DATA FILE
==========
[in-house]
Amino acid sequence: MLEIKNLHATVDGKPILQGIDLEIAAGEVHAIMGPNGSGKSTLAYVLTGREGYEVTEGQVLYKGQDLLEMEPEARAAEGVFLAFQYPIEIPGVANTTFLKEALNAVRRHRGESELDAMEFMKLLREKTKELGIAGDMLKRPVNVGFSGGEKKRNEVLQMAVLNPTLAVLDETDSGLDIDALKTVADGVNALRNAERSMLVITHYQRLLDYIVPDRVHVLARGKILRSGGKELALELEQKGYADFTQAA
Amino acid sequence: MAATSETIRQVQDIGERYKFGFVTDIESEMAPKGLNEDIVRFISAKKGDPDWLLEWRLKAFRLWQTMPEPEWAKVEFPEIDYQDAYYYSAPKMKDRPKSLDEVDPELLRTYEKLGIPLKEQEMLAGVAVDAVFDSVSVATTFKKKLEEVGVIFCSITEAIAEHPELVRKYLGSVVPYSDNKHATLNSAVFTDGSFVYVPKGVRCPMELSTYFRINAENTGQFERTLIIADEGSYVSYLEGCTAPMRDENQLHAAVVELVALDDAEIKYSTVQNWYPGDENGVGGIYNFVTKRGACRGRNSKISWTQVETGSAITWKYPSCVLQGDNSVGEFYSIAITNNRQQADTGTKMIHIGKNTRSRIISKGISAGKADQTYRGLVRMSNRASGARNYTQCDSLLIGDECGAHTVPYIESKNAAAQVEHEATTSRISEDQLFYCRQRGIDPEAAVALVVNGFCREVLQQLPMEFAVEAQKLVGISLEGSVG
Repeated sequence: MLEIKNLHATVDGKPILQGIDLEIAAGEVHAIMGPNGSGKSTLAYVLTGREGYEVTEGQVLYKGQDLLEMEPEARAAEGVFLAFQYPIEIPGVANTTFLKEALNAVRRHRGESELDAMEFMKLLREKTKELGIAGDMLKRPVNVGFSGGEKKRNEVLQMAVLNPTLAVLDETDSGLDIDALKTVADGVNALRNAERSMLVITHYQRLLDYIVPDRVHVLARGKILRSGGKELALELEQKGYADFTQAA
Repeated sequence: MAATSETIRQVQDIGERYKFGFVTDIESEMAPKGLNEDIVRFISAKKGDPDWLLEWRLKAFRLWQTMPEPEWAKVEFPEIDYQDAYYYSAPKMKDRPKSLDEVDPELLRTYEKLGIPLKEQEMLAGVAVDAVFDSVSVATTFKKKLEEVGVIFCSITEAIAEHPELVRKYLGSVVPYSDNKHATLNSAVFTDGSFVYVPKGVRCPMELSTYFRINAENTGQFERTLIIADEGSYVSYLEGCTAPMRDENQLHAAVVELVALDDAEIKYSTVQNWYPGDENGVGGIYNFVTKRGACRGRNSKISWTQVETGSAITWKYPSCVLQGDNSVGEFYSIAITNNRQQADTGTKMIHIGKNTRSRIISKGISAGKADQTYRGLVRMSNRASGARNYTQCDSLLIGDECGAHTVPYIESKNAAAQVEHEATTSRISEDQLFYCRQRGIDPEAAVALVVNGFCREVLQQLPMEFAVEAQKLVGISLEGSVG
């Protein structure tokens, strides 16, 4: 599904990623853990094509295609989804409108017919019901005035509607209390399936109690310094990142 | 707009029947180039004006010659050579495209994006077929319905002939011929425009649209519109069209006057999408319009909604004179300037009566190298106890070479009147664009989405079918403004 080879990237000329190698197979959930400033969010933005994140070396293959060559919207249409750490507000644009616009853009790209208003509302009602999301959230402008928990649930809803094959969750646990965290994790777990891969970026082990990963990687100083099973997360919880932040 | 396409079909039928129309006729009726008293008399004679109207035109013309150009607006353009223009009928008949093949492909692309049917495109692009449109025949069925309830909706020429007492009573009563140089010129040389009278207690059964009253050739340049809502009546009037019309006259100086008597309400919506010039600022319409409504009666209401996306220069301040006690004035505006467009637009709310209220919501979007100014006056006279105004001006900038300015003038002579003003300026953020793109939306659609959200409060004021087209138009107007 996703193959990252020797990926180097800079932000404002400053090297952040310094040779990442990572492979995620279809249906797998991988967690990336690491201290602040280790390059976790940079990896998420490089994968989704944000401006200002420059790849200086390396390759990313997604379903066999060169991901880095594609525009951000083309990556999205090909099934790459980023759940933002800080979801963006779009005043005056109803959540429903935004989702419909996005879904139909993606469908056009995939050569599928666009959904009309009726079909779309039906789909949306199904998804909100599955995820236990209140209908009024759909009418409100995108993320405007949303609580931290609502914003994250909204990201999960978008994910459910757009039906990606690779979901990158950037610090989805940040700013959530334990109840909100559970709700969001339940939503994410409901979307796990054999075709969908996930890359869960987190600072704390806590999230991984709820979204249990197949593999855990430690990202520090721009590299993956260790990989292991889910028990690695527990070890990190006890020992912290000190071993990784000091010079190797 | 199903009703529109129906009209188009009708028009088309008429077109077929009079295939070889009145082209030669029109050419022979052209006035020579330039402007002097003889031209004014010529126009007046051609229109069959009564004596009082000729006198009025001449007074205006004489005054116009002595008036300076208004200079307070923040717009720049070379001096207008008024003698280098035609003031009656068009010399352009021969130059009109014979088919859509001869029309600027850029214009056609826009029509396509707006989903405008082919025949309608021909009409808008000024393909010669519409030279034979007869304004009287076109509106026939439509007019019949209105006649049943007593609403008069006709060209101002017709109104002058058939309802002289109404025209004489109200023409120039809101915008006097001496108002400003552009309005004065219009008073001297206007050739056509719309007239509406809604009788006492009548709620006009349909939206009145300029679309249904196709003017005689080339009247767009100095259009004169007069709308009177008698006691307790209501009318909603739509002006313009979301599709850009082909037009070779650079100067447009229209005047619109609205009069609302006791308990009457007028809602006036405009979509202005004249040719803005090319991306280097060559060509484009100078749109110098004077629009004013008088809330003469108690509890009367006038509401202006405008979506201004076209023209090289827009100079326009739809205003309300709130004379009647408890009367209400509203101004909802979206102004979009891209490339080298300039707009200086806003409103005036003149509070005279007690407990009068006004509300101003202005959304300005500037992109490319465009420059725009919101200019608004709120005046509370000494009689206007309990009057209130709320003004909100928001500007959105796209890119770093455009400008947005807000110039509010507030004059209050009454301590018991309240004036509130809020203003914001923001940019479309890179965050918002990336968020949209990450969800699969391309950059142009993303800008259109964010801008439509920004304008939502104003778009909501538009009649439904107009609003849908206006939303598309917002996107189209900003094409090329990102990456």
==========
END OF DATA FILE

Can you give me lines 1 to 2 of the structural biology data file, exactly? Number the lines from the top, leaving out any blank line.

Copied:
[in-house]
Amino acid sequence: MLEIKNLHATVDGKPILQGIDLEIAAGEVHAIMGPNGSGKSTLAYVLTGREGYEVTEGQVLYKGQDLLEMEPEARAAEGVFLAFQYPIEIPGVANTTFLKEALNAVRRHRGESELDAMEFMKLLREKTKELGIAGDMLKRPVNVGFSGGEKKRNEVLQMAVLNPTLAVLDETDSGLDIDALKTVADGVNALRNAERSMLVITHYQRLLDYIVPDRVHVLARGKILRSGGKELALELEQKGYADFTQAA